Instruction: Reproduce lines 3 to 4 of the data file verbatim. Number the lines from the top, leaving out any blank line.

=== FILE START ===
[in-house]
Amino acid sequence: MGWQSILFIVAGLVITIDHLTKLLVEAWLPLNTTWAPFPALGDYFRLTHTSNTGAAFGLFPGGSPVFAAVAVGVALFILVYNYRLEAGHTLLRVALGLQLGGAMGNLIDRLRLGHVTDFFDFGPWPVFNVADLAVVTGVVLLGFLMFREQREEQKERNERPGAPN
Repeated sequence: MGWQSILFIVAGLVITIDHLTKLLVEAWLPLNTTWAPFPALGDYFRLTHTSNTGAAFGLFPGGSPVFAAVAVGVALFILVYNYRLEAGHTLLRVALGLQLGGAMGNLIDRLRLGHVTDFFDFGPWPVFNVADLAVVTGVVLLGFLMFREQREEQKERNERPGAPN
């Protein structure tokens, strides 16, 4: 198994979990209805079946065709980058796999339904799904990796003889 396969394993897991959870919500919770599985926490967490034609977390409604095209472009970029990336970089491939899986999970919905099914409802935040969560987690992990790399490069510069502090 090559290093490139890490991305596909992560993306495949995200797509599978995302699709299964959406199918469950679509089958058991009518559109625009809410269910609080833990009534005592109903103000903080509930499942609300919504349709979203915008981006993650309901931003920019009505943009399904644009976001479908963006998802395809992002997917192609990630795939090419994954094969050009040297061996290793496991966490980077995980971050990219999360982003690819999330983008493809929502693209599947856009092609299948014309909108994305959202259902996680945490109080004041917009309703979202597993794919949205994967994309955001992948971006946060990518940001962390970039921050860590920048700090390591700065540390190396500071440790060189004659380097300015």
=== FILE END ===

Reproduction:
Repeated sequence: MGWQSILFIVAGLVITIDHLTKLLVEAWLPLNTTWAPFPALGDYFRLTHTSNTGAAFGLFPGGSPVFAAVAVGVALFILVYNYRLEAGHTLLRVALGLQLGGAMGNLIDRLRLGHVTDFFDFGPWPVFNVADLAVVTGVVLLGFLMFREQREEQKERNERPGAPN
């Protein structure tokens, strides 16, 4: 198994979990209805079946065709980058796999339904799904990796003889 396969394993897991959870919500919770599985926490967490034609977390409604095209472009970029990336970089491939899986999970919905099914409802935040969560987690992990790399490069510069502090 090559290093490139890490991305596909992560993306495949995200797509599978995302699709299964959406199918469950679509089958058991009518559109625009809410269910609080833990009534005592109903103000903080509930499942609300919504349709979203915008981006993650309901931003920019009505943009399904644009976001479908963006998802395809992002997917192609990630795939090419994954094969050009040297061996290793496991966490980077995980971050990219999360982003690819999330983008493809929502693209599947856009092609299948014309909108994305959202259902996680945490109080004041917009309703979202597993794919949205994967994309955001992948971006946060990518940001962390970039921050860590920048700090390591700065540390190396500071440790060189004659380097300015």